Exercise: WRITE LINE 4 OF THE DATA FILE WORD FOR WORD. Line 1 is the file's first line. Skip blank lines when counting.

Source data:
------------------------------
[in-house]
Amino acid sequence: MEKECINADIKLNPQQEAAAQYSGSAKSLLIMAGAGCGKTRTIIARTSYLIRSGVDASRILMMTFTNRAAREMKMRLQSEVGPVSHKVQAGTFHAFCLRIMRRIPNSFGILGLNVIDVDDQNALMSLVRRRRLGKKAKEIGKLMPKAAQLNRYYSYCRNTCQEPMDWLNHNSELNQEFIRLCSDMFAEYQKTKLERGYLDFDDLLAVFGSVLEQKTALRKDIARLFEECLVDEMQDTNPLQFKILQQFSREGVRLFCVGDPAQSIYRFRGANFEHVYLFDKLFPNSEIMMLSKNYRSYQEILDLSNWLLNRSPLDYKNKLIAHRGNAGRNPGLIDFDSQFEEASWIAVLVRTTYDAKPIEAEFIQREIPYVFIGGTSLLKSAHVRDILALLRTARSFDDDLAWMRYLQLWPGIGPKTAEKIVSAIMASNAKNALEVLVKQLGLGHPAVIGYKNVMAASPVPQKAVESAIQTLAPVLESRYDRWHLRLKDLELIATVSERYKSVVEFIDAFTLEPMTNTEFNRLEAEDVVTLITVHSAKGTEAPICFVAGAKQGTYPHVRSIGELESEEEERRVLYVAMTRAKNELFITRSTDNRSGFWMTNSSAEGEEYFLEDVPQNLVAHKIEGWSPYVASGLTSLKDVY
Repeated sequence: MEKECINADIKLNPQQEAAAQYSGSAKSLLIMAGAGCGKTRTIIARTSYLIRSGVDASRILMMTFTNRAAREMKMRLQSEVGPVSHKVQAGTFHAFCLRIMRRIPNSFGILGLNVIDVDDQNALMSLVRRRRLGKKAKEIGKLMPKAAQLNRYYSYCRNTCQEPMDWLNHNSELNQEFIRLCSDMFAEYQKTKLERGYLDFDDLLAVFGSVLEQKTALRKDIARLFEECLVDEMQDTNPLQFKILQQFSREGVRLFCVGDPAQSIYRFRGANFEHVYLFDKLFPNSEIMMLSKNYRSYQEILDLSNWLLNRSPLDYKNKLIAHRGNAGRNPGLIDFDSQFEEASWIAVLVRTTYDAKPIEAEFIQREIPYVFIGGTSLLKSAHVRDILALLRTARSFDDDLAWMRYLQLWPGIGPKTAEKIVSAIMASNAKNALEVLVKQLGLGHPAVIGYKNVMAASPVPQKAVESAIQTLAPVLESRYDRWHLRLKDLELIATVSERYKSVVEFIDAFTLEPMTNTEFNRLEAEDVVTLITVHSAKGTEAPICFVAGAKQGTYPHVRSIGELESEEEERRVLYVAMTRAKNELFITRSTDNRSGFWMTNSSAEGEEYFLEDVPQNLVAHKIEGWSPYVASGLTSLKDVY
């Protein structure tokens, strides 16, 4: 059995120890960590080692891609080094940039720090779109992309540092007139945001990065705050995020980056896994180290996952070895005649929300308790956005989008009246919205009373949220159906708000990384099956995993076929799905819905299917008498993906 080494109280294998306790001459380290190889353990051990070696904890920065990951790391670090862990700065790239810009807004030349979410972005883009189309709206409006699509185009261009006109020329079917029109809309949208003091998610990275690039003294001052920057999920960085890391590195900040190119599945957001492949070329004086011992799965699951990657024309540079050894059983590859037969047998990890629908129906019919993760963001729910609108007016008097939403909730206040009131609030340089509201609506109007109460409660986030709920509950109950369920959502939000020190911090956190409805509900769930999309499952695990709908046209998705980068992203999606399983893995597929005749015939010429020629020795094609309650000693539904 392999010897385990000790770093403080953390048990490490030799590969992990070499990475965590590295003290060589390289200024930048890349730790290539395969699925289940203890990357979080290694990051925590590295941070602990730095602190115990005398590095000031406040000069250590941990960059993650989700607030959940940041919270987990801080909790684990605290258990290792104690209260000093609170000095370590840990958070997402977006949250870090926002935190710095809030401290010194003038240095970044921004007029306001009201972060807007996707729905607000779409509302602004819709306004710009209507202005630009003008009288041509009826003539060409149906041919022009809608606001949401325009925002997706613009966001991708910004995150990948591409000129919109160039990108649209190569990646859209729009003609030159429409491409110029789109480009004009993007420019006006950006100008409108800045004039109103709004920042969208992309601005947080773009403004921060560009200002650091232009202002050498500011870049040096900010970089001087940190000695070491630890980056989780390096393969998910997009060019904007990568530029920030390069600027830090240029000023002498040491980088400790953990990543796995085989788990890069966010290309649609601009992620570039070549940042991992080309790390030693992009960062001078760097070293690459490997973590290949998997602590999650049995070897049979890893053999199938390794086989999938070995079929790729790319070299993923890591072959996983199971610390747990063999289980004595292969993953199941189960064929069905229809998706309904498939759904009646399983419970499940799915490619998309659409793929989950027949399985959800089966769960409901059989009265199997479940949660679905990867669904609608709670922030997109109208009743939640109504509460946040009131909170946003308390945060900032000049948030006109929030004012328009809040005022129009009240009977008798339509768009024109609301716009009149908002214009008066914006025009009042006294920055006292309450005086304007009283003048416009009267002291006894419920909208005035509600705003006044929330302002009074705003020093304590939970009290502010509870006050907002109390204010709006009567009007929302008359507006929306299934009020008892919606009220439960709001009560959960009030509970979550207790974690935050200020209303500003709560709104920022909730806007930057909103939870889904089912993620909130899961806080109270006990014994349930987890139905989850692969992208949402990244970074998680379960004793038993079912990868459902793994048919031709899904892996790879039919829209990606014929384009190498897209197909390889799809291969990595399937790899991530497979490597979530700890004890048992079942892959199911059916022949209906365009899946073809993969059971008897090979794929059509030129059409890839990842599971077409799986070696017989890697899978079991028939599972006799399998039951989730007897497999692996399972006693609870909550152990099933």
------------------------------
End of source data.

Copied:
């Protein structure tokens, strides 16, 4: 059995120890960590080692891609080094940039720090779109992309540092007139945001990065705050995020980056896994180290996952070895005649929300308790956005989008009246919205009373949220159906708000990384099956995993076929799905819905299917008498993906 080494109280294998306790001459380290190889353990051990070696904890920065990951790391670090862990700065790239810009807004030349979410972005883009189309709206409006699509185009261009006109020329079917029109809309949208003091998610990275690039003294001052920057999920960085890391590195900040190119599945957001492949070329004086011992799965699951990657024309540079050894059983590859037969047998990890629908129906019919993760963001729910609108007016008097939403909730206040009131609030340089509201609506109007109460409660986030709920509950109950369920959502939000020190911090956190409805509900769930999309499952695990709908046209998705980068992203999606399983893995597929005749015939010429020629020795094609309650000693539904 392999010897385990000790770093403080953390048990490490030799590969992990070499990475965590590295003290060589390289200024930048890349730790290539395969699925289940203890990357979080290694990051925590590295941070602990730095602190115990005398590095000031406040000069250590941990960059993650989700607030959940940041919270987990801080909790684990605290258990290792104690209260000093609170000095370590840990958070997402977006949250870090926002935190710095809030401290010194003038240095970044921004007029306001009201972060807007996707729905607000779409509302602004819709306004710009209507202005630009003008009288041509009826003539060409149906041919022009809608606001949401325009925002997706613009966001991708910004995150990948591409000129919109160039990108649209190569990646859209729009003609030159429409491409110029789109480009004009993007420019006006950006100008409108800045004039109103709004920042969208992309601005947080773009403004921060560009200002650091232009202002050498500011870049040096900010970089001087940190000695070491630890980056989780390096393969998910997009060019904007990568530029920030390069600027830090240029000023002498040491980088400790953990990543796995085989788990890069966010290309649609601009992620570039070549940042991992080309790390030693992009960062001078760097070293690459490997973590290949998997602590999650049995070897049979890893053999199938390794086989999938070995079929790729790319070299993923890591072959996983199971610390747990063999289980004595292969993953199941189960064929069905229809998706309904498939759904009646399983419970499940799915490619998309659409793929989950027949399985959800089966769960409901059989009265199997479940949660679905990867669904609608709670922030997109109208009743939640109504509460946040009131909170946003308390945060900032000049948030006109929030004012328009809040005022129009009240009977008798339509768009024109609301716009009149908002214009008066914006025009009042006294920055006292309450005086304007009283003048416009009267002291006894419920909208005035509600705003006044929330302002009074705003020093304590939970009290502010509870006050907002109390204010709006009567009007929302008359507006929306299934009020008892919606009220439960709001009560959960009030509970979550207790974690935050200020209303500003709560709104920022909730806007930057909103939870889904089912993620909130899961806080109270006990014994349930987890139905989850692969992208949402990244970074998680379960004793038993079912990868459902793994048919031709899904892996790879039919829209990606014929384009190498897209197909390889799809291969990595399937790899991530497979490597979530700890004890048992079942892959199911059916022949209906365009899946073809993969059971008897090979794929059509030129059409890839990842599971077409799986070696017989890697899978079991028939599972006799399998039951989730007897497999692996399972006693609870909550152990099933």